Investigators from the National Transportation Safety Board are working to determine what caused a small plane to crash into the Redwood Shores Lagoon on Thursday.
The remnants of the aircraft, a Beech 65 Queen Air, were removed from the lagoon on Friday and are being transported to a facility in Sacramento where they will be examined.
NTSB air safety investigator Michael Huhn said Saturday the key parts of the plane have been recovered from the water.
"All the components to date have been accounted for," Huhn said. "The engines did separate on impact but they were recovered as well."
The aircraft plunged into the lagoon near Twin Dolphin Drive shortly before noon on Thursday, killing all three people on board, two men and a woman.
One man has been identified by colleagues as 91-year-old Robert Borrmann, the founder of R.E. Borrmann's Steel Co. in East Palo Alto.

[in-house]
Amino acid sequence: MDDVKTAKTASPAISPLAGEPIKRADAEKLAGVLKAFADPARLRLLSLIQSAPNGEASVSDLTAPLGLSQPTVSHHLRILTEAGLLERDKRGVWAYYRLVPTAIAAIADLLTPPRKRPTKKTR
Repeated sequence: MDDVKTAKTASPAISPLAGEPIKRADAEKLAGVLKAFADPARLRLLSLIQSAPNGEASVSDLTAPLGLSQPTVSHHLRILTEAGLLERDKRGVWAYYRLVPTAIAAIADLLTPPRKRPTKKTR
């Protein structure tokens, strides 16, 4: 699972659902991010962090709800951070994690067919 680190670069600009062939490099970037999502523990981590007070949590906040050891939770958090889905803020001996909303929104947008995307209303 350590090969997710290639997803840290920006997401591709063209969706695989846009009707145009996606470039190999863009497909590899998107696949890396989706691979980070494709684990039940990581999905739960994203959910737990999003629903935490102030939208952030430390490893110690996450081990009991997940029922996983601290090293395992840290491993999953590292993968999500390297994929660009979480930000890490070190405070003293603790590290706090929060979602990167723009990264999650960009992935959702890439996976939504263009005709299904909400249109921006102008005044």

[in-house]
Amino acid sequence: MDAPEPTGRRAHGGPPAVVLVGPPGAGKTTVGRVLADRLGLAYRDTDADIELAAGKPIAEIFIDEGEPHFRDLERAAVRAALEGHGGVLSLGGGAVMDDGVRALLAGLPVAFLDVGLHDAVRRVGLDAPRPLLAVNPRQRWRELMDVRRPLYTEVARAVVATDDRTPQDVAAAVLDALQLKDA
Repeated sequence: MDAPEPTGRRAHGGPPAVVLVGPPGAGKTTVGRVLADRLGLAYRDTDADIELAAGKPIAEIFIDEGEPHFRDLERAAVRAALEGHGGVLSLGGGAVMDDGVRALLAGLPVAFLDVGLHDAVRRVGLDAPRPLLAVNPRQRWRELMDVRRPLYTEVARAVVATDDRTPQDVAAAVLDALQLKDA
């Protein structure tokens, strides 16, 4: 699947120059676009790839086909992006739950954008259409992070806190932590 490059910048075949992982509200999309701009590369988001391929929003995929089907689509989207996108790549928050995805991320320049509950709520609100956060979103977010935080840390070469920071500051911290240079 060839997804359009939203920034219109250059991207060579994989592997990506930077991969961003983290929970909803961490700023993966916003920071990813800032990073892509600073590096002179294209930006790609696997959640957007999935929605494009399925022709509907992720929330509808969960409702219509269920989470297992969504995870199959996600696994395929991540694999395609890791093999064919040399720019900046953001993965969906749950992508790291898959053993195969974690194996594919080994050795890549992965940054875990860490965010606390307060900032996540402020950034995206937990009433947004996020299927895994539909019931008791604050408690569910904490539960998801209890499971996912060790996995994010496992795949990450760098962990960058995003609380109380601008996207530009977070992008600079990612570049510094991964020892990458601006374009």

The San Mateo County coroner's office on Friday identified the woman as 47-year-old Daly City resident Adelina Urbina-Suarez. The Associated Press said the coroner identified the other victim as William Heinicke, 73, of San Francisco.
The crash happened just after the plane took off from the nearby San Carlos Airport. It reached an altitude of about 652 feet before it went down, Huhn said.
He said the pilot had been in contact with air traffic controllers and had planned to turn to the left but ended up traveling right, according to witness statements.
The plane then took a nosedive into the lagoon.
Urbina-Suarez' body was found in the water shortly after the crash. The two men remained strapped in the plane, Huhn said, and their bodies were recovered Friday after the wreckage was removed from the lagoon.
Investigators have not yet determined what went wrong. He said a preliminary report on the crash will be posted on the NTSB's website within 10 days and a final report will be issued in six to nine months.